This past weekend, my parents celebrated their 65th wedding anniversary at the La Fontaine Bleu. Over 150 guests were in attendance to celebrate this feat. It was a poignant way to publicize the significance of this anniversary for my parents.
Retrospectively, sixty-five years is a long time. It’s more than a lifetime for many people. In addition to the considerable changes in my parents’ lives over the course of their union, the world changed. Their union withstood the Korean War wherein my dad and two of his brothers partook, but only my dad and one brother survived, the Vietnam War wherein my oldest brother was drafted and subsequently forever defined as a disabled veteran, the Gulf War, the War in Afghanistan and the Iraq War. Their union also survived segregation and the Civil Rights Movements.
When choosing a life partner, there are no guarantees that it will last. However, my parents union has weathered many storms and they continue to adhere to the vows that they took 65 years ago – in sickness and in health, for richer or poorer, till death do us part. Both have experienced illnesses. Together, they faced the loss of my dad’s mom and all of his siblings (nine total), the loss of my mom’s parents and five of my mom’s six siblings, along with the loss of three of their own 10 children. They have also witnessed tremendous growth to their family with the addition of 25 grandchildren and 30 great grandchildren.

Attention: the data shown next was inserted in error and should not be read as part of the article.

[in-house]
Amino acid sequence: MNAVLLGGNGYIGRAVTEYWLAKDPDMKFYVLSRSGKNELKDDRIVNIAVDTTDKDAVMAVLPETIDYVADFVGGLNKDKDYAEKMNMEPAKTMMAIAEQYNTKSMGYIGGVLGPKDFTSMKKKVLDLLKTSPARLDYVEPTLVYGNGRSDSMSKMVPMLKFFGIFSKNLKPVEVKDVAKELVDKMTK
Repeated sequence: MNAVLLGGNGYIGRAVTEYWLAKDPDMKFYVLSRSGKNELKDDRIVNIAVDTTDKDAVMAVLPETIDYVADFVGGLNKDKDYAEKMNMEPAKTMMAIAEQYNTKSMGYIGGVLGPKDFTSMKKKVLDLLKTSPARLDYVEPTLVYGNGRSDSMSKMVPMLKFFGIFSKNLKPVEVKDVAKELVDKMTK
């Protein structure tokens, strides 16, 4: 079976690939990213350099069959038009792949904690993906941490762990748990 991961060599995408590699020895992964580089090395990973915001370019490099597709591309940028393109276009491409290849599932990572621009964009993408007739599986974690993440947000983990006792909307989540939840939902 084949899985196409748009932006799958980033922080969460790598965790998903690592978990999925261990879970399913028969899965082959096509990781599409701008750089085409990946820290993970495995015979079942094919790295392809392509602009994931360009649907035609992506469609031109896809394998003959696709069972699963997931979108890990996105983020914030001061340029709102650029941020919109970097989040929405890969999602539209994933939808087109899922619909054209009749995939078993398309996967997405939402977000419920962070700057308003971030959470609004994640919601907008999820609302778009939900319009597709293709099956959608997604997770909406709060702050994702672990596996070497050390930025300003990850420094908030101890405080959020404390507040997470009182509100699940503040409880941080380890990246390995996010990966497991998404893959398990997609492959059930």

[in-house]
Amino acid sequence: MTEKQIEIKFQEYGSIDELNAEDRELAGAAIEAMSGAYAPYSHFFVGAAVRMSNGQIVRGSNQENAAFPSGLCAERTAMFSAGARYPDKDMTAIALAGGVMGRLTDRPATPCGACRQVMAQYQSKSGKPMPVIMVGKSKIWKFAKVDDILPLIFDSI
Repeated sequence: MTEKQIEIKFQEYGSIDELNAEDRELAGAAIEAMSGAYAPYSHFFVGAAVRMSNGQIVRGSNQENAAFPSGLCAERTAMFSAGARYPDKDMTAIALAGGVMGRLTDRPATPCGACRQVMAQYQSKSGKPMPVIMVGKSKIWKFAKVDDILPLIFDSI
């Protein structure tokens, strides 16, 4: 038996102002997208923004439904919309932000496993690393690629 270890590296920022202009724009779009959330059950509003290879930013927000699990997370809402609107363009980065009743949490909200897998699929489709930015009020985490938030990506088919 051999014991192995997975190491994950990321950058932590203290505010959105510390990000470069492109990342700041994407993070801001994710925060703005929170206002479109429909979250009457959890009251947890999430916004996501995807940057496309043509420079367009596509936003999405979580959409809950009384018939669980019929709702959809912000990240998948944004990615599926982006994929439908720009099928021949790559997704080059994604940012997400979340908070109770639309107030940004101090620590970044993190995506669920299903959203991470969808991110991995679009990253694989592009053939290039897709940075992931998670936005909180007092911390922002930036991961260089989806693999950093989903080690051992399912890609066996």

This celebration provided my siblings and me the opportunity to publicly articulate our love and appreciation for our parents. We were able to share stories from our childhood with special significance. For example, my sister shared a story of when she was in college and how my mom got up every morning to pack her lunch because my parents could not afford to give her money for lunch every day. She told of how much love she knew went into her lunches and how she proudly ate her lunch in the cafeteria with her other friends who purchased theirs.
I told a story of how being child number nine of the 10 children, I would pretend to be sick so that I could stay home from school and have my mom to myself. When I had my mom to myself, it felt like a piece of heaven because of the love and care she provided to me and only me. What’s amazing is how we each had wonderful stories to share of how special our parents made us feel in spite of being in a family with a lot of children.
Although the ceremony was beautiful, for me, it was also bittersweet. While taking pictures, I inadvertently reflected in the past on my parents’ 25th and 50th wedding anniversary celebrations when all of my siblings were there to rejoice. It was distressing that my parents were celebrating their 65th wedding anniversary without my three brothers and my sister. Unexpectedly, I became sad and began to tear up.
Haphazardly, I gazed up at my parents and noticed them smiling at each other and relishing in the moment. Sixty-five years of marriage and the love between them was still magnetic. Through all of the good and bad moments in their lives, they appeared happy. At that moment, I learned another important lesson from my parents. Carrying distresses in your heart, does not prevent you from cherishing important, happy moments. I quickly pulled myself together and basked in their celebration.
Peace & Love,